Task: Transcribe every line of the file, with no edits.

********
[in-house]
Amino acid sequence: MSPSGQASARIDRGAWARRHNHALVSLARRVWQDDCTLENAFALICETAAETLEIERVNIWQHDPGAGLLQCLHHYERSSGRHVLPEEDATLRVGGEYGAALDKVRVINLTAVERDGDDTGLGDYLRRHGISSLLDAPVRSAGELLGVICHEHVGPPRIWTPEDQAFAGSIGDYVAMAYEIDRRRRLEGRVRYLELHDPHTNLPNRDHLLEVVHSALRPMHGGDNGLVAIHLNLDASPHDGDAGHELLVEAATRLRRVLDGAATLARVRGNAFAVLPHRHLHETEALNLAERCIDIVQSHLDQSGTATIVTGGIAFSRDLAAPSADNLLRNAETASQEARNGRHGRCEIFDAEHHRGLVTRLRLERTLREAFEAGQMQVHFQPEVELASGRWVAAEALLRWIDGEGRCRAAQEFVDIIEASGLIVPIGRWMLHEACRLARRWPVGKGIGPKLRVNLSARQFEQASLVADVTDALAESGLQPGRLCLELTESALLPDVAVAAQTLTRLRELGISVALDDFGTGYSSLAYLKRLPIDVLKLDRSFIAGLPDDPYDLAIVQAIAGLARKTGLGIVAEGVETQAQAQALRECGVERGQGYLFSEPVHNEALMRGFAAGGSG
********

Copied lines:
[in-house]
Amino acid sequence: MSPSGQASARIDRGAWARRHNHALVSLARRVWQDDCTLENAFALICETAAETLEIERVNIWQHDPGAGLLQCLHHYERSSGRHVLPEEDATLRVGGEYGAALDKVRVINLTAVERDGDDTGLGDYLRRHGISSLLDAPVRSAGELLGVICHEHVGPPRIWTPEDQAFAGSIGDYVAMAYEIDRRRRLEGRVRYLELHDPHTNLPNRDHLLEVVHSALRPMHGGDNGLVAIHLNLDASPHDGDAGHELLVEAATRLRRVLDGAATLARVRGNAFAVLPHRHLHETEALNLAERCIDIVQSHLDQSGTATIVTGGIAFSRDLAAPSADNLLRNAETASQEARNGRHGRCEIFDAEHHRGLVTRLRLERTLREAFEAGQMQVHFQPEVELASGRWVAAEALLRWIDGEGRCRAAQEFVDIIEASGLIVPIGRWMLHEACRLARRWPVGKGIGPKLRVNLSARQFEQASLVADVTDALAESGLQPGRLCLELTESALLPDVAVAAQTLTRLRELGISVALDDFGTGYSSLAYLKRLPIDVLKLDRSFIAGLPDDPYDLAIVQAIAGLARKTGLGIVAEGVETQAQAQALRECGVERGQGYLFSEPVHNEALMRGFAAGGSG